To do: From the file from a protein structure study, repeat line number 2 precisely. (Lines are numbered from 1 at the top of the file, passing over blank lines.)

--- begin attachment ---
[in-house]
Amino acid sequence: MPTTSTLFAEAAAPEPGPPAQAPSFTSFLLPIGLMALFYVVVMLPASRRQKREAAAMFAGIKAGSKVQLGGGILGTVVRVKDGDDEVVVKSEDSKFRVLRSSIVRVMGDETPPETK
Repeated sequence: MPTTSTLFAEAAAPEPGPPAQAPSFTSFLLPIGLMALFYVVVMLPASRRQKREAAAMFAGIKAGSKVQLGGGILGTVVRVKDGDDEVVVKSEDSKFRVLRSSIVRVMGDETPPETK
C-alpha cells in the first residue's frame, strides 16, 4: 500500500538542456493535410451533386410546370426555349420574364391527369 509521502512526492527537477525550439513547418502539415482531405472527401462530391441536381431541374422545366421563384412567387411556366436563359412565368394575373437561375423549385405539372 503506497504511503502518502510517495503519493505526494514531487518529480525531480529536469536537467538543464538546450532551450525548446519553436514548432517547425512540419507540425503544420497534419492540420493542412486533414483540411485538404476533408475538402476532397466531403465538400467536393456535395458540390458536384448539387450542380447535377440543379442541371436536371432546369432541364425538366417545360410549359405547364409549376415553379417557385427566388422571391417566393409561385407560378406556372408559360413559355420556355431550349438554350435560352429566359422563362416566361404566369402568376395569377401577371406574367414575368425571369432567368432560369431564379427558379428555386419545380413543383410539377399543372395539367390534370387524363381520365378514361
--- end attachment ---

Amino acid sequence: MPTTSTLFAEAAAPEPGPPAQAPSFTSFLLPIGLMALFYVVVMLPASRRQKREAAAMFAGIKAGSKVQLGGGILGTVVRVKDGDDEVVVKSEDSKFRVLRSSIVRVMGDETPPETK